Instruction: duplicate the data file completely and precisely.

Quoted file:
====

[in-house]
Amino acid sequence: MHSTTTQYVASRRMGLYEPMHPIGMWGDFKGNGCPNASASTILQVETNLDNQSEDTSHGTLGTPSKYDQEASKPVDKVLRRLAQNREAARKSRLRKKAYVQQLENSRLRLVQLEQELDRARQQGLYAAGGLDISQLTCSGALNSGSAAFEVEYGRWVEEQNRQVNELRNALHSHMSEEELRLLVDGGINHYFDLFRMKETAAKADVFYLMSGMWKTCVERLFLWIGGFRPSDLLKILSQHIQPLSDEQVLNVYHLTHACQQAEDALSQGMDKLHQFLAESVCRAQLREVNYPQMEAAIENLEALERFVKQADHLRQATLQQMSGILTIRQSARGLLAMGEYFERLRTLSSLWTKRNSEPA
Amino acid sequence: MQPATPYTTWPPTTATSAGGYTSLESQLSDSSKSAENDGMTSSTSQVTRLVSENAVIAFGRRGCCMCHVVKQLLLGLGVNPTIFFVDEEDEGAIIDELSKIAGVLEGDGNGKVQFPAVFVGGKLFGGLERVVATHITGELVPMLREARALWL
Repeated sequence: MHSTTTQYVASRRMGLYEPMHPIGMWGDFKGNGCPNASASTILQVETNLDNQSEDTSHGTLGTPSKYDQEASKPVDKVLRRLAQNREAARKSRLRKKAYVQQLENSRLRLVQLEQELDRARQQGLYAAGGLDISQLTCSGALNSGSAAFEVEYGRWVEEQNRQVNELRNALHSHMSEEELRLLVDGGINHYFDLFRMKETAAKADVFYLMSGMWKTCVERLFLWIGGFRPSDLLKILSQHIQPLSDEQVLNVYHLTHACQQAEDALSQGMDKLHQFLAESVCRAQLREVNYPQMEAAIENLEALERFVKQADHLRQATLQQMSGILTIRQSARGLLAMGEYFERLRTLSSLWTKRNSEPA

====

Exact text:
[in-house]
Amino acid sequence: MHSTTTQYVASRRMGLYEPMHPIGMWGDFKGNGCPNASASTILQVETNLDNQSEDTSHGTLGTPSKYDQEASKPVDKVLRRLAQNREAARKSRLRKKAYVQQLENSRLRLVQLEQELDRARQQGLYAAGGLDISQLTCSGALNSGSAAFEVEYGRWVEEQNRQVNELRNALHSHMSEEELRLLVDGGINHYFDLFRMKETAAKADVFYLMSGMWKTCVERLFLWIGGFRPSDLLKILSQHIQPLSDEQVLNVYHLTHACQQAEDALSQGMDKLHQFLAESVCRAQLREVNYPQMEAAIENLEALERFVKQADHLRQATLQQMSGILTIRQSARGLLAMGEYFERLRTLSSLWTKRNSEPA
Amino acid sequence: MQPATPYTTWPPTTATSAGGYTSLESQLSDSSKSAENDGMTSSTSQVTRLVSENAVIAFGRRGCCMCHVVKQLLLGLGVNPTIFFVDEEDEGAIIDELSKIAGVLEGDGNGKVQFPAVFVGGKLFGGLERVVATHITGELVPMLREARALWL
Repeated sequence: MHSTTTQYVASRRMGLYEPMHPIGMWGDFKGNGCPNASASTILQVETNLDNQSEDTSHGTLGTPSKYDQEASKPVDKVLRRLAQNREAARKSRLRKKAYVQQLENSRLRLVQLEQELDRARQQGLYAAGGLDISQLTCSGALNSGSAAFEVEYGRWVEEQNRQVNELRNALHSHMSEEELRLLVDGGINHYFDLFRMKETAAKADVFYLMSGMWKTCVERLFLWIGGFRPSDLLKILSQHIQPLSDEQVLNVYHLTHACQQAEDALSQGMDKLHQFLAESVCRAQLREVNYPQMEAAIENLEALERFVKQADHLRQATLQQMSGILTIRQSARGLLAMGEYFERLRTLSSLWTKRNSEPA